I would like to assign setter methods via mapState. I currently use a workaround where I name the variable that I am interested in (todo) as a temporary name (storetodo) and then refer to it in another computed variable todo.

methods: {
computed: {
        storetodo: state => state.todos.todo
    todo: {
        get () { return this.storetodo},
        set (value) { this.updateTodo(value) }

I would like to skip the extra step and define the getter, setter directly within mapState.

Why would I want to do this?

The normal approach would be use mapMutations/mapActions & mapState/mapGetters without the computed get/set combination that I have illustrated above and to reference the mutation directly in the HTML:

<input v-model='todo' v-on:keyup.stop='updateTodo($event.target.value)' />

The getter/setter version allows me to simply write:

<input v-model='todo' />
  • Why don't you just define getters inside computed block with mapGetters to get values, and mutate state using mutations? The pattern is pretty clear, why would you try to break it? – Egor Stambakio May 30 '17 at 21:44
  • 1
    @wostex because my approach allows me to use v-model with two way databinding. I edited the question to illustrate it better. – Chris May 31 '17 at 6:49

You can't use a getter/setter format in the mapState

what you can try is directly return the state in your get() and remove mapState from the computed property

computed: {
    todo: {
        get () { return this.$store.state.todos.todo},
        set (value) { this.updateTodo(value) }

Here is a related but not same JsFiddle example


This is my current workaround. Copied from my personal working project

// in some utils/vuex.js file 
export const mapSetter = (state, setters = {}) => (
  Object.keys(state).reduce((acc, stateName) => {
    acc[stateName] = {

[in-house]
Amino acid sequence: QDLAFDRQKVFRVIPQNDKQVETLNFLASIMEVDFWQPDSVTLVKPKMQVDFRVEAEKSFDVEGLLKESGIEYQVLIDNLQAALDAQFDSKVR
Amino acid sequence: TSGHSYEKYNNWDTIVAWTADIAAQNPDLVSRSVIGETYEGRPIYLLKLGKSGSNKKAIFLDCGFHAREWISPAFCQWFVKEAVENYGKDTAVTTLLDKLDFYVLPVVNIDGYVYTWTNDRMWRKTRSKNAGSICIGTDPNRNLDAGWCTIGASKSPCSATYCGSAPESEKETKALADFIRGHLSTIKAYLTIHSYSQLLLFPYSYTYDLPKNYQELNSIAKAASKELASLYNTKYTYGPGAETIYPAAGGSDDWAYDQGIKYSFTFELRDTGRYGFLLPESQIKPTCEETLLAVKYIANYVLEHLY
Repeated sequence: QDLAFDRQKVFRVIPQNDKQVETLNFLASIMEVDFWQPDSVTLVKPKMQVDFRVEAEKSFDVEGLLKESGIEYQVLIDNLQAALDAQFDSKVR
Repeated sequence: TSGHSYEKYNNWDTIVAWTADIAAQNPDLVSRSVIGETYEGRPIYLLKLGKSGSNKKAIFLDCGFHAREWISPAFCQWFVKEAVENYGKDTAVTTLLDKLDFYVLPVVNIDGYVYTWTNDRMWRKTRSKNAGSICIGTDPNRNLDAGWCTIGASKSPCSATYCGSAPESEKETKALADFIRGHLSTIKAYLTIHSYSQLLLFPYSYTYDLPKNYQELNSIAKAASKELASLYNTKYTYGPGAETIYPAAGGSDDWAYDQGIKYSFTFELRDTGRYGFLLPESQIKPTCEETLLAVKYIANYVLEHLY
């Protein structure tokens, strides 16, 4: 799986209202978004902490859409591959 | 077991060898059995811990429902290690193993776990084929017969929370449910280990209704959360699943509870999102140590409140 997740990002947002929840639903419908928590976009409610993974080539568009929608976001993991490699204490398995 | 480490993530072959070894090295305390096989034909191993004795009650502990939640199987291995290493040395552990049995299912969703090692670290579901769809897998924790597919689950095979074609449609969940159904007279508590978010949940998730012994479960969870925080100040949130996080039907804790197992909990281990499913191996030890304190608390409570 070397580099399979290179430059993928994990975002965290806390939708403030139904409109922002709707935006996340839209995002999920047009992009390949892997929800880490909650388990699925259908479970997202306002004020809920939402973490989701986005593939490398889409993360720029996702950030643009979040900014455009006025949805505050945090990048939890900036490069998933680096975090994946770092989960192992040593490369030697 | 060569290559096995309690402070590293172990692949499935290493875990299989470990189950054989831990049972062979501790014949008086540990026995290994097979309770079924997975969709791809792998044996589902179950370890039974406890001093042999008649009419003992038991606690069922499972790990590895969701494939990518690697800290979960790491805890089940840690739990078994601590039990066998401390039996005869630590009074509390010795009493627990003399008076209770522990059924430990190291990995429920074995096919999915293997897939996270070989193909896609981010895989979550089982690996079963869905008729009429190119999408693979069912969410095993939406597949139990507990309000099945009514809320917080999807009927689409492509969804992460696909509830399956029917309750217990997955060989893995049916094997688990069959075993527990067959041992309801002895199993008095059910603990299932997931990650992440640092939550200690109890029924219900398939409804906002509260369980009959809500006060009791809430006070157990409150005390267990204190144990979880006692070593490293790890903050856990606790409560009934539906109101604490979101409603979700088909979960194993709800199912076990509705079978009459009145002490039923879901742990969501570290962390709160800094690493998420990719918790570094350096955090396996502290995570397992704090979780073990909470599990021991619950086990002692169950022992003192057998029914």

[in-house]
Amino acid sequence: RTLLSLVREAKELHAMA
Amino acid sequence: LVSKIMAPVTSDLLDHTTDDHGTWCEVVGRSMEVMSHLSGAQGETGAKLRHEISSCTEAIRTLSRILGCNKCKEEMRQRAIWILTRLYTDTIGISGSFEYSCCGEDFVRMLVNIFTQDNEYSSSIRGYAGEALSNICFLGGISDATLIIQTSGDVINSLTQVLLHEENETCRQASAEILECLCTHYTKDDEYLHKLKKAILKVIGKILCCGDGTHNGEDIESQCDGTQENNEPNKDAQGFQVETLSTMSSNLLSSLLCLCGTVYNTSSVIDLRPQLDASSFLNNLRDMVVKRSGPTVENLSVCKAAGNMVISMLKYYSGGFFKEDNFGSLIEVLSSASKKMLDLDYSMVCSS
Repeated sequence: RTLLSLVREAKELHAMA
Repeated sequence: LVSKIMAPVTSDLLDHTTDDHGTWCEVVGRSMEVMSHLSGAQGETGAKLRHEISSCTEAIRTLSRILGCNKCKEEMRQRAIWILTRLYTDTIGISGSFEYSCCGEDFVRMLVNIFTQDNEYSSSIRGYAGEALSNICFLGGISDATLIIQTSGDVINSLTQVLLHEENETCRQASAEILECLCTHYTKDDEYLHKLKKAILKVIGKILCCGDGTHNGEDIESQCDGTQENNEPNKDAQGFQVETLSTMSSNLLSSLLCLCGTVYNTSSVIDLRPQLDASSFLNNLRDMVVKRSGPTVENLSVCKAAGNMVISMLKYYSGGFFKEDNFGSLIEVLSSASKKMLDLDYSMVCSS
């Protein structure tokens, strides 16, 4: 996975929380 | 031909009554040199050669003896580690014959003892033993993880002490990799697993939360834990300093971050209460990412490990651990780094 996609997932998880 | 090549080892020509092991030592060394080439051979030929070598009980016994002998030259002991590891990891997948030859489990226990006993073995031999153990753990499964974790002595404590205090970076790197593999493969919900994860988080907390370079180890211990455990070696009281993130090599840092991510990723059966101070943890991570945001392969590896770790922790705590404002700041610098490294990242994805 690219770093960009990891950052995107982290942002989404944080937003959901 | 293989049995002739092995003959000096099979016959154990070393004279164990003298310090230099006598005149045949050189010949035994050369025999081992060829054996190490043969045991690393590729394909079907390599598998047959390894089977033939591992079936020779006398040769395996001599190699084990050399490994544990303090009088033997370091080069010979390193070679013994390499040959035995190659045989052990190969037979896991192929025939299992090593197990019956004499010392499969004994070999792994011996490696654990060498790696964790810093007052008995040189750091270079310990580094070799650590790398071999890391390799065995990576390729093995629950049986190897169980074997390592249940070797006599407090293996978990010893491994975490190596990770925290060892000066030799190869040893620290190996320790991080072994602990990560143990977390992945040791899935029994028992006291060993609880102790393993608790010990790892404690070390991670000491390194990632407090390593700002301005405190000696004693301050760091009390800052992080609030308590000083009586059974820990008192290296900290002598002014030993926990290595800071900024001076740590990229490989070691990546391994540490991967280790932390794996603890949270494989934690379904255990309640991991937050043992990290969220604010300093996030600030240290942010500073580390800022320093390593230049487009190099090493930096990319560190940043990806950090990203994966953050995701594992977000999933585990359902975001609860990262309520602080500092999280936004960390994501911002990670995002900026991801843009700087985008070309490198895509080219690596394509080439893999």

get: state[stateName],
   // check if setter exists
   if (setters[stateName]) {
      acc[stateName].set = setters[stateName];

   return acc;
 }, {})

In your component.vue file

  import { mapSetter  } from 'path/to/utils/vuex.js';

  export default {
    name: 'ComponentName',
    computed: {
          result: ({ ITEMS }) => ITEMS.result,
          total: ({ ITEMS }) => ITEMS.total,
          current: ({ ITEMS }) => ITEMS.page,
          limit: ({ ITEMS }) => ITEMS.limit,
          limit(payload) {
            this.$store.dispatch({ type: TYPES.SET_LIMIT, payload });

now you can use the v-model bindings. l


Another way of approaching that is using store mutations like below:

//in your component js file:
this.$store.commit('setStoretodo', storetodo)

Assuming you define setStoretodo in mutations of your vuex store instance (which is something recommended to have anyways):

//in your vuex store js file:
actions: {...}
mutations: {
    setStoretodo(state, val){
        state.storetodo = val

That keeps the property reactive as mapState will grab the updated value and it will be rendered automatically.

Surely, that's not as cool as just writing this.storetodo = newValue, but maybe someone will find that helpful as well.

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